LOS ANGELES —
The Los Angeles River spans 80 kilometers through Los Angeles and its suburbs, and for much of its route it’s encased in concrete. Like many urban waterways, the river is being restored to its natural state, and volunteers are helping for three weekends in April in an annual cleanup. The sprucing up coincides with Earth Day, April 22.
Much of the river was lined with concrete after devastating floods in 1938, and today the channel is filled with rainwater in winter but is often dry in summer. When barren, the riverbed has been featured in Hollywood movies such as the 1978 musical Grease, where it was the scene of a teenage auto drag race.
The Los Angeles River spans 80 kilometers through Los Angeles and its suburbs, and for much of its route it’s encased in concrete, but increasingly stretches of greenery have re-emerged.
Increasingly, however, stretches of greenery have re-emerged amid the concrete, drawing birds, other wildlife and human visitors.
“Being exposed to this natural section where there’s wildlife, and quite a bit of trash as well ... it’s really eye-opening and shocking for a lot of people,” said Stephen Mejia of the nonprofit group Friends of the Los Angeles River. He was sorting through trash collected by volunteers on a recent weekend.
This season’s winter flooding brought tons of trash, and volunteers from clubs, businesses and industry groups are helping remove it.
Some of the trash that has been collected from along the Los Angeles River, April 15, 2017. The winter's flooding brought tons of trash, and volunteers from clubs, businesses and industry groups are helping remove it.
Lauren Scott of the American Chemistry Council, an industry group whose members produce some of the plastic debris that finds its way into the river, is helping sort the trash to determine its composition and origin, and ultimately, she told VOA, “to help prevent the litter.”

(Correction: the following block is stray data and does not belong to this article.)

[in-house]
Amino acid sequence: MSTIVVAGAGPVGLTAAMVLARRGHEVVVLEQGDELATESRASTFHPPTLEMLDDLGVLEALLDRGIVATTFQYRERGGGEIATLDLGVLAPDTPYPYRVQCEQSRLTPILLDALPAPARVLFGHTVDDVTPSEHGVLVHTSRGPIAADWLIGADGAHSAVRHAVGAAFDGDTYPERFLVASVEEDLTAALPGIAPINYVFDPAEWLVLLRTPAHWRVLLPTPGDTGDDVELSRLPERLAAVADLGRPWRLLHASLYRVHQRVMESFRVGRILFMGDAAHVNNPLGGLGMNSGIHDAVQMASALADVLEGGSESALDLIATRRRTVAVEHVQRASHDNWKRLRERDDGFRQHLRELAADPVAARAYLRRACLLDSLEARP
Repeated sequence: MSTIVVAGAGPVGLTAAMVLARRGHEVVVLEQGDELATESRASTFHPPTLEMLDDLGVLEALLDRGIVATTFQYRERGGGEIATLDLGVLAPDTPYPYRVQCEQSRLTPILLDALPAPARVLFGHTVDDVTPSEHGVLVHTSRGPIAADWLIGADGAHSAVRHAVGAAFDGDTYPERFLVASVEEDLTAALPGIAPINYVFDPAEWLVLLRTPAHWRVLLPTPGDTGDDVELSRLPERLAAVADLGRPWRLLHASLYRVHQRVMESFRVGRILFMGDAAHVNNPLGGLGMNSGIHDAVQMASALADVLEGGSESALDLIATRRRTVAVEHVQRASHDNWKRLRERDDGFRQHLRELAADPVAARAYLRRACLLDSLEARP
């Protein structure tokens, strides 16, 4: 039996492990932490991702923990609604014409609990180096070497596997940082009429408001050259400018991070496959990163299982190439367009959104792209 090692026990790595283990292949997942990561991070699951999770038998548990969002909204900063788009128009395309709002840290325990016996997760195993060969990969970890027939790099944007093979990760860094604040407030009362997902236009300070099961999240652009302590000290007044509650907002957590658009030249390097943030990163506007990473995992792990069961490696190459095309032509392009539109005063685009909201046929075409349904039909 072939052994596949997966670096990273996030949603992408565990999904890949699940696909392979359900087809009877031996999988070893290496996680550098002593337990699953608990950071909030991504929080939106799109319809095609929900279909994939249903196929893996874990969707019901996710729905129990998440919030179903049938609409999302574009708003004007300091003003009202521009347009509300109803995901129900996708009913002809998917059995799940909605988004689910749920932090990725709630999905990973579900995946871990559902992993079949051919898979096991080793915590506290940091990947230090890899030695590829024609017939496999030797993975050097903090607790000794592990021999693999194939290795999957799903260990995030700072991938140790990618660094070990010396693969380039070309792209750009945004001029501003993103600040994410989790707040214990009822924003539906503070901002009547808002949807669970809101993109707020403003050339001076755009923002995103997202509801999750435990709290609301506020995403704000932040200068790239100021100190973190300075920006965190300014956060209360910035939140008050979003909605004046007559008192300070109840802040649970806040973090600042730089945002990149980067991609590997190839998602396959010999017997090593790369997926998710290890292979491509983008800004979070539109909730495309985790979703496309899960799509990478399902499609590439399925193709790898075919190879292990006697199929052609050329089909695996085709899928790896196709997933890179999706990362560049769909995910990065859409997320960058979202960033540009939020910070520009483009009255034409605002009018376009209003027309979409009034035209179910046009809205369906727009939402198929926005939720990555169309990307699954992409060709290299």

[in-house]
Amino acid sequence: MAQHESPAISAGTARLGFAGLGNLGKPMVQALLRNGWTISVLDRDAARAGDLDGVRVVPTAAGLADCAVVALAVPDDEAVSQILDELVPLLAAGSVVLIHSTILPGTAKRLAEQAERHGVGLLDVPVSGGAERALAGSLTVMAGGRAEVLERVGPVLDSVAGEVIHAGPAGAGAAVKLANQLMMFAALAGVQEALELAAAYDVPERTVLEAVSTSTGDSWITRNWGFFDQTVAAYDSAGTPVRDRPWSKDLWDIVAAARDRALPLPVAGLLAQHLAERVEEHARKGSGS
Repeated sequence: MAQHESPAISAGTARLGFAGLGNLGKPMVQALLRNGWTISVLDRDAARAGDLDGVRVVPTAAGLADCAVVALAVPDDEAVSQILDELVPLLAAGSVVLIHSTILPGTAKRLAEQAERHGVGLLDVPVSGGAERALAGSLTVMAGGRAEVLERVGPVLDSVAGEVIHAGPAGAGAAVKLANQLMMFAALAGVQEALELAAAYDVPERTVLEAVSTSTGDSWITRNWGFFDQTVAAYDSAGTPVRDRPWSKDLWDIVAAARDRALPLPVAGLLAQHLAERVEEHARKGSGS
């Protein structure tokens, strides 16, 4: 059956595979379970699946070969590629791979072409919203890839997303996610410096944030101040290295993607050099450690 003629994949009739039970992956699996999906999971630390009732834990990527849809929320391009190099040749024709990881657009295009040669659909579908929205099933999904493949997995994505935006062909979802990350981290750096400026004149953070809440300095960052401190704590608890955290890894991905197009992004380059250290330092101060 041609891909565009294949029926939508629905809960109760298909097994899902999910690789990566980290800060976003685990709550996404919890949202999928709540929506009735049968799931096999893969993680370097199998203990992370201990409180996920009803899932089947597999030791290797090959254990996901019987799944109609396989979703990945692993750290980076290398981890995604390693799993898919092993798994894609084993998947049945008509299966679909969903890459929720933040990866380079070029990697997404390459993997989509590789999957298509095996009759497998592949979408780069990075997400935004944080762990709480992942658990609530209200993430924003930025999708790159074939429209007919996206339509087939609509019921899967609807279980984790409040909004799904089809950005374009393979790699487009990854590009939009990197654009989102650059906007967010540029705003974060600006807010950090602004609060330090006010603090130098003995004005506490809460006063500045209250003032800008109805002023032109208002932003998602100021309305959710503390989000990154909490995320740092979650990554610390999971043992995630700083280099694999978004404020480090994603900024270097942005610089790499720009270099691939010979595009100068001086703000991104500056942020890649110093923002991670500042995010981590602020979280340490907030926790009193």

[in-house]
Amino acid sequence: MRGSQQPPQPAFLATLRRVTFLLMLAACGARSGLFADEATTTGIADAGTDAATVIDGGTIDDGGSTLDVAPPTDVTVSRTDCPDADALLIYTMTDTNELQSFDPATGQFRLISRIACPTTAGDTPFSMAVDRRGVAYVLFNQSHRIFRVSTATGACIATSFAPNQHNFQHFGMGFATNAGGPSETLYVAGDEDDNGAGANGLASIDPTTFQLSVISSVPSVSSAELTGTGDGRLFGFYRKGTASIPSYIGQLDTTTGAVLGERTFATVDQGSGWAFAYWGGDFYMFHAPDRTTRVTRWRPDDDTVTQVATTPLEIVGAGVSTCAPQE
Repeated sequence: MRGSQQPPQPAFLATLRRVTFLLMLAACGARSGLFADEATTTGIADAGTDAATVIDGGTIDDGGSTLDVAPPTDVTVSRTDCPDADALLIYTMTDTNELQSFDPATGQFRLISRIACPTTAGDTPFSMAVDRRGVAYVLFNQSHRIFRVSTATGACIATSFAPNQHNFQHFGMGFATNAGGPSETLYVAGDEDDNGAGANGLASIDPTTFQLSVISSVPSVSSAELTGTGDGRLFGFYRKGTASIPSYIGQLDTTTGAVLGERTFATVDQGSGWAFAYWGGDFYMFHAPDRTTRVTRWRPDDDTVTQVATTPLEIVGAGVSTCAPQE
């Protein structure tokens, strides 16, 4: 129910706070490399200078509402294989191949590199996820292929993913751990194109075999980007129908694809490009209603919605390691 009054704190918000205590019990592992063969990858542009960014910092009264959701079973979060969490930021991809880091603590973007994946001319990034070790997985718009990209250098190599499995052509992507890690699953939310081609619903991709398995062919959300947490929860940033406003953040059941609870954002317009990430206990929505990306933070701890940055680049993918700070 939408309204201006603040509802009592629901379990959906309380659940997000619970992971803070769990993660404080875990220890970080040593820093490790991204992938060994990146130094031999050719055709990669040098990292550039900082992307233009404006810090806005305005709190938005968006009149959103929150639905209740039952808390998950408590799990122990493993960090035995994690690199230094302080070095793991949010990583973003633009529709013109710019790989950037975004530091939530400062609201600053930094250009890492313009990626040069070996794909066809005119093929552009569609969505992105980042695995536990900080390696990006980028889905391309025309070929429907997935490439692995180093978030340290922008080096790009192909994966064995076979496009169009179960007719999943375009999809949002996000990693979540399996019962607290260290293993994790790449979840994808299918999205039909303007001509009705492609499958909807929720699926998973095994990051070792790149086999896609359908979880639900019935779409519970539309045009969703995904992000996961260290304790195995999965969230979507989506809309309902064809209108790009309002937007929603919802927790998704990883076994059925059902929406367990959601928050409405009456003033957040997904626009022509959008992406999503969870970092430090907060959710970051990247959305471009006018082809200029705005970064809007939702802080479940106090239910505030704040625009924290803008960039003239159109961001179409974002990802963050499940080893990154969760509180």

Local restrictions on plastic bags and recycling programs are helping, but the annual cleanup is still needed, said Scott, after this year’s heavy rains and “because everyone wants a clean river that we can swim and boat and hike in.”
Candice Cable helps pick up trash from the Los Angles River, April 15, 2017. Cable, a member of the committee to bring the Olympic Games to Los Angeles, says the volunteer-run program to bring the Summer Games to the city in 2024 hopes to “get future volu
Nine-time Paralympic athlete Candace Cable, a member of the committee to bring the Olympic Games to Los Angeles, is helping with the cleanup by collecting trash from her wheelchair. She says the volunteer-run program to bring the Summer Games to the city in 2024 hopes to “get future volunteers for the Games” as its promoters help to beautify the city.
Los Angeles is competing for the 2024 Olympic and Paralympic Games against the sole remaining rival, Paris.
A volunteer named Tom pulls a blanket from the thick underbrush and says he is helping Los Angeles recover its natural beauty.
“We’ve got beautiful places,” he said, “but as you can see, with the trash they become not so beautiful, so I’m just glad to do what I can to help change that.”
Urban waterways play a vital role in a region’s ecology, said Christine Lee, a science applications engineer at NASA’s Jet Propulsion Laboratory. Lee studies water quality, using data from earth-observing satellites and airborne monitors, focusing in part on another waterway, the San Francisco Bay Delta. It is home to endangered species and is a crucial source of water for California farmers. Debates over its role have put agricultural and environmental groups at odds.
Watch: Volunteers Work to Revitalize Los Angeles River
In Los Angeles, officials must weigh the need for flood control with the requirements of the natural ecosystem, where wetlands fed by the Los Angeles River purify and recharge the groundwater.
The annual cleanup and other efforts to revitalize the river are showing results, as residents take advantage of bike paths and jogging trails along the river’s meandering route.
Taking a break from collecting trash, teacher Lois Keller told VOA, “It’s been really exciting to start to see the river come back.”